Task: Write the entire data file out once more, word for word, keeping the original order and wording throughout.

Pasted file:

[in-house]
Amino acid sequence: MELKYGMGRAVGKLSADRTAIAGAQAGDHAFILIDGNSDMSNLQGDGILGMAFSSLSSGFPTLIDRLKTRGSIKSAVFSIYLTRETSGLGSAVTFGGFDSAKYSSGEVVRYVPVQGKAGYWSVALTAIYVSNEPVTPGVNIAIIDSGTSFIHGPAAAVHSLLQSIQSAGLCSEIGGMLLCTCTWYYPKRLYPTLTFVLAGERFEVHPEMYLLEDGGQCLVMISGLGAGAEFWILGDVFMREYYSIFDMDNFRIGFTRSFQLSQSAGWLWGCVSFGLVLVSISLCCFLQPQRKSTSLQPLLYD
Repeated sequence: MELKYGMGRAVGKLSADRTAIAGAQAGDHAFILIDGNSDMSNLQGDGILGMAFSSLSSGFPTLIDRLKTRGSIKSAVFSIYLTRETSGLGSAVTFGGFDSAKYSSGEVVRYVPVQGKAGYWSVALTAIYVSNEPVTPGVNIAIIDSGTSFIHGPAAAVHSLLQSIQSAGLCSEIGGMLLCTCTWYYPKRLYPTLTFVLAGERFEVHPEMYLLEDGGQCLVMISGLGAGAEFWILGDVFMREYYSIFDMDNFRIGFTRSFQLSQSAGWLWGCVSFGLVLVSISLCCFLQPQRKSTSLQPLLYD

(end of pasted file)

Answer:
[in-house]
Amino acid sequence: MELKYGMGRAVGKLSADRTAIAGAQAGDHAFILIDGNSDMSNLQGDGILGMAFSSLSSGFPTLIDRLKTRGSIKSAVFSIYLTRETSGLGSAVTFGGFDSAKYSSGEVVRYVPVQGKAGYWSVALTAIYVSNEPVTPGVNIAIIDSGTSFIHGPAAAVHSLLQSIQSAGLCSEIGGMLLCTCTWYYPKRLYPTLTFVLAGERFEVHPEMYLLEDGGQCLVMISGLGAGAEFWILGDVFMREYYSIFDMDNFRIGFTRSFQLSQSAGWLWGCVSFGLVLVSISLCCFLQPQRKSTSLQPLLYD
Repeated sequence: MELKYGMGRAVGKLSADRTAIAGAQAGDHAFILIDGNSDMSNLQGDGILGMAFSSLSSGFPTLIDRLKTRGSIKSAVFSIYLTRETSGLGSAVTFGGFDSAKYSSGEVVRYVPVQGKAGYWSVALTAIYVSNEPVTPGVNIAIIDSGTSFIHGPAAAVHSLLQSIQSAGLCSEIGGMLLCTCTWYYPKRLYPTLTFVLAGERFEVHPEMYLLEDGGQCLVMISGLGAGAEFWILGDVFMREYYSIFDMDNFRIGFTRSFQLSQSAGWLWGCVSFGLVLVSISLCCFLQPQRKSTSLQPLLYD